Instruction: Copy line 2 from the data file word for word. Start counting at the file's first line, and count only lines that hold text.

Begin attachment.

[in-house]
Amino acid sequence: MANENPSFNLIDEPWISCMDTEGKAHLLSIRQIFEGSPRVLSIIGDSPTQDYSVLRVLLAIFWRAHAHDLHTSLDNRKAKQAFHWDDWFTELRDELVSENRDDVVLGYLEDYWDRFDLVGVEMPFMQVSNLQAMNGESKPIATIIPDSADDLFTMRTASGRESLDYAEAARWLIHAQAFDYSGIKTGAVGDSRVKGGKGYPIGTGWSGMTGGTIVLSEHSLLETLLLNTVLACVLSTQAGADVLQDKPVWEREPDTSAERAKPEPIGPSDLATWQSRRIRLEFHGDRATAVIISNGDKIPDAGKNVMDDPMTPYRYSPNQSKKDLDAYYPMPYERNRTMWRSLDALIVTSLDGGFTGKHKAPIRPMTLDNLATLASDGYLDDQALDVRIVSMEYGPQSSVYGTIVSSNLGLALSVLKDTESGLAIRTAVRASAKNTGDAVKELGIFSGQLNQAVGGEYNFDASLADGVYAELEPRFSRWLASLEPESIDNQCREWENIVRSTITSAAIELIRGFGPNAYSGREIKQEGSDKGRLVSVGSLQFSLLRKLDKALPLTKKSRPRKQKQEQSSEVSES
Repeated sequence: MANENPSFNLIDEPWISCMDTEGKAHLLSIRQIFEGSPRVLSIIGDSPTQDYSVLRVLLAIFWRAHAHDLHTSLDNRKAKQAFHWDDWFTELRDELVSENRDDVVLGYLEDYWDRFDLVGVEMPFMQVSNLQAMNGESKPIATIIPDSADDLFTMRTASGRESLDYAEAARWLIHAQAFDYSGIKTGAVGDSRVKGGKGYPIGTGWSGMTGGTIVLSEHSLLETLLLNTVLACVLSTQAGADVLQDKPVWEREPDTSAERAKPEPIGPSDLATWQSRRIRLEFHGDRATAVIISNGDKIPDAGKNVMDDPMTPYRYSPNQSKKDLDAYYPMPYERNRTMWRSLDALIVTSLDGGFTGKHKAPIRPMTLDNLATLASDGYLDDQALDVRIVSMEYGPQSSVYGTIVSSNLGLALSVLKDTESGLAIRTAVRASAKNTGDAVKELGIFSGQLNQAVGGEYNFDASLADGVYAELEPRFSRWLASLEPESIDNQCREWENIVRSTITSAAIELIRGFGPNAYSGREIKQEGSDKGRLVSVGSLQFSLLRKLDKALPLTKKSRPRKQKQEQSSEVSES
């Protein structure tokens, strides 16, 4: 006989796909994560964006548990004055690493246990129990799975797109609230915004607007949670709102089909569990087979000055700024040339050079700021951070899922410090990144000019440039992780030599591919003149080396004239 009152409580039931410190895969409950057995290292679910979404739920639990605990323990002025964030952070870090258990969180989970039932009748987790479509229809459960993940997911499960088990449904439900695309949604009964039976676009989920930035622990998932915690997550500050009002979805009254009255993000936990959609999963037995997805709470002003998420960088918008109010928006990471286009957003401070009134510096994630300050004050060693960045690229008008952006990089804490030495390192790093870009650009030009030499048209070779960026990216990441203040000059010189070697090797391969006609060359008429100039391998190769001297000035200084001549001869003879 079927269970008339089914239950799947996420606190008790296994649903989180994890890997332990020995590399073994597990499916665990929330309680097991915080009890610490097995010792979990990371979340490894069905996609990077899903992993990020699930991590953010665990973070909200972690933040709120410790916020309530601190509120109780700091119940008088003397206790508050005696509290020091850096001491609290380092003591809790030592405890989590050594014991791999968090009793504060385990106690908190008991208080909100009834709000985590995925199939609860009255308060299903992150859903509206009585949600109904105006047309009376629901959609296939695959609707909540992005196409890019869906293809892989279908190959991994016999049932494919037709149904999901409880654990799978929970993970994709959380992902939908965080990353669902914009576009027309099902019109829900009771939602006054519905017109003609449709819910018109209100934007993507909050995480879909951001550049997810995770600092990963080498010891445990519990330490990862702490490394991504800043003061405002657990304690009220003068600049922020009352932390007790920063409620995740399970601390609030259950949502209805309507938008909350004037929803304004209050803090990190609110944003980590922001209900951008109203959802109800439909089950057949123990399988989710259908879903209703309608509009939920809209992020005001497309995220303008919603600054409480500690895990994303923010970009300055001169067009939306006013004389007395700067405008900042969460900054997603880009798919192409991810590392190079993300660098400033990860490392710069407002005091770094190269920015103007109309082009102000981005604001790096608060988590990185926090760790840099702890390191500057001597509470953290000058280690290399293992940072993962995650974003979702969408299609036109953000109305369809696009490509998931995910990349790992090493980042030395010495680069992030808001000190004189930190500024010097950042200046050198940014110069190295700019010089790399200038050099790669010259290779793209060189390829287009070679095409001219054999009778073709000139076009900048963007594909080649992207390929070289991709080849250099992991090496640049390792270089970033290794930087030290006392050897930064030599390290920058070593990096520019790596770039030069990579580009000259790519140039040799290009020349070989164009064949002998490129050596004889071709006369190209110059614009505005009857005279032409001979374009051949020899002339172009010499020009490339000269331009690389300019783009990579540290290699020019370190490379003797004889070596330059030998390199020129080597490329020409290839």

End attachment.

Amino acid sequence: MANENPSFNLIDEPWISCMDTEGKAHLLSIRQIFEGSPRVLSIIGDSPTQDYSVLRVLLAIFWRAHAHDLHTSLDNRKAKQAFHWDDWFTELRDELVSENRDDVVLGYLEDYWDRFDLVGVEMPFMQVSNLQAMNGESKPIATIIPDSADDLFTMRTASGRESLDYAEAARWLIHAQAFDYSGIKTGAVGDSRVKGGKGYPIGTGWSGMTGGTIVLSEHSLLETLLLNTVLACVLSTQAGADVLQDKPVWEREPDTSAERAKPEPIGPSDLATWQSRRIRLEFHGDRATAVIISNGDKIPDAGKNVMDDPMTPYRYSPNQSKKDLDAYYPMPYERNRTMWRSLDALIVTSLDGGFTGKHKAPIRPMTLDNLATLASDGYLDDQALDVRIVSMEYGPQSSVYGTIVSSNLGLALSVLKDTESGLAIRTAVRASAKNTGDAVKELGIFSGQLNQAVGGEYNFDASLADGVYAELEPRFSRWLASLEPESIDNQCREWENIVRSTITSAAIELIRGFGPNAYSGREIKQEGSDKGRLVSVGSLQFSLLRKLDKALPLTKKSRPRKQKQEQSSEVSES